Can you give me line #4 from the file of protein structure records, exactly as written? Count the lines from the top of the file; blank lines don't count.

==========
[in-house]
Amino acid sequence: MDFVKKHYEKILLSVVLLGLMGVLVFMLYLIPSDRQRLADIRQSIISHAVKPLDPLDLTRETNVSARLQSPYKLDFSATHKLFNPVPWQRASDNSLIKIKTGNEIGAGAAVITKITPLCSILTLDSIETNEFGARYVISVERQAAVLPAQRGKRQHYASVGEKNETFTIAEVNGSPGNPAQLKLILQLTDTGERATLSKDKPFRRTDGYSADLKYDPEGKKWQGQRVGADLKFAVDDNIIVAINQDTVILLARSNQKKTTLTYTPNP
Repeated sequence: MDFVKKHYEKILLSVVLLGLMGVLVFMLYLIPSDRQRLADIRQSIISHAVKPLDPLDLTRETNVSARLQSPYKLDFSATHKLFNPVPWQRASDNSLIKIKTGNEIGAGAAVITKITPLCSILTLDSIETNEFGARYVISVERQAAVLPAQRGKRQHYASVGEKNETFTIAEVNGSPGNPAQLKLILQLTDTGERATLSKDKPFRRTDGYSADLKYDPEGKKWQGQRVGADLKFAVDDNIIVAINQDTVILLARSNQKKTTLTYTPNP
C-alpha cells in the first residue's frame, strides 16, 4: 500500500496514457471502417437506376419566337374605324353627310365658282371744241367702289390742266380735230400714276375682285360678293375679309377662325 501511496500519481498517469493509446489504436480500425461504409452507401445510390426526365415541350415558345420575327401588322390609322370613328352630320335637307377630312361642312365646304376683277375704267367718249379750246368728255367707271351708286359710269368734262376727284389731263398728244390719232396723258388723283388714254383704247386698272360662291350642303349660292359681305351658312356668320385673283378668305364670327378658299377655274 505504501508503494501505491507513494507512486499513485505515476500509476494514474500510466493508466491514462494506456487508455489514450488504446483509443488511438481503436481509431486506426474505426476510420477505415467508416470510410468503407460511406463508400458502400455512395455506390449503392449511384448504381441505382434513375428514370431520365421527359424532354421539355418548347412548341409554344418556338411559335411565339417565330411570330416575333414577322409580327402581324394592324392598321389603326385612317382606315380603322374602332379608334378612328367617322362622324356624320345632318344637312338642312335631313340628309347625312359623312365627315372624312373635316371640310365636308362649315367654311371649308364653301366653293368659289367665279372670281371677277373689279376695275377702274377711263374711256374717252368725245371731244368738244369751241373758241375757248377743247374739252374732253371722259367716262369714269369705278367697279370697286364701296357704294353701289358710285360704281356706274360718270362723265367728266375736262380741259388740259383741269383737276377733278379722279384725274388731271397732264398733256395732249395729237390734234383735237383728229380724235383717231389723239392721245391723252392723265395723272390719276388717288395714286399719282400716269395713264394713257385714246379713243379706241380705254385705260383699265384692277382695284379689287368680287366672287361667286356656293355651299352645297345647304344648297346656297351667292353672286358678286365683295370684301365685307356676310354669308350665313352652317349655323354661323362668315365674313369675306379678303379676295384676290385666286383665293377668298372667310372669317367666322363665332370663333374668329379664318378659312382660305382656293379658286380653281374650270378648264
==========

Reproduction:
C-alpha cells in the first residue's frame, strides 16, 4: 500500500496514457471502417437506376419566337374605324353627310365658282371744241367702289390742266380735230400714276375682285360678293375679309377662325 501511496500519481498517469493509446489504436480500425461504409452507401445510390426526365415541350415558345420575327401588322390609322370613328352630320335637307377630312361642312365646304376683277375704267367718249379750246368728255367707271351708286359710269368734262376727284389731263398728244390719232396723258388723283388714254383704247386698272360662291350642303349660292359681305351658312356668320385673283378668305364670327378658299377655274 505504501508503494501505491507513494507512486499513485505515476500509476494514474500510466493508466491514462494506456487508455489514450488504446483509443488511438481503436481509431486506426474505426476510420477505415467508416470510410468503407460511406463508400458502400455512395455506390449503392449511384448504381441505382434513375428514370431520365421527359424532354421539355418548347412548341409554344418556338411559335411565339417565330411570330416575333414577322409580327402581324394592324392598321389603326385612317382606315380603322374602332379608334378612328367617322362622324356624320345632318344637312338642312335631313340628309347625312359623312365627315372624312373635316371640310365636308362649315367654311371649308364653301366653293368659289367665279372670281371677277373689279376695275377702274377711263374711256374717252368725245371731244368738244369751241373758241375757248377743247374739252374732253371722259367716262369714269369705278367697279370697286364701296357704294353701289358710285360704281356706274360718270362723265367728266375736262380741259388740259383741269383737276377733278379722279384725274388731271397732264398733256395732249395729237390734234383735237383728229380724235383717231389723239392721245391723252392723265395723272390719276388717288395714286399719282400716269395713264394713257385714246379713243379706241380705254385705260383699265384692277382695284379689287368680287366672287361667286356656293355651299352645297345647304344648297346656297351667292353672286358678286365683295370684301365685307356676310354669308350665313352652317349655323354661323362668315365674313369675306379678303379676295384676290385666286383665293377668298372667310372669317367666322363665332370663333374668329379664318378659312382660305382656293379658286380653281374650270378648264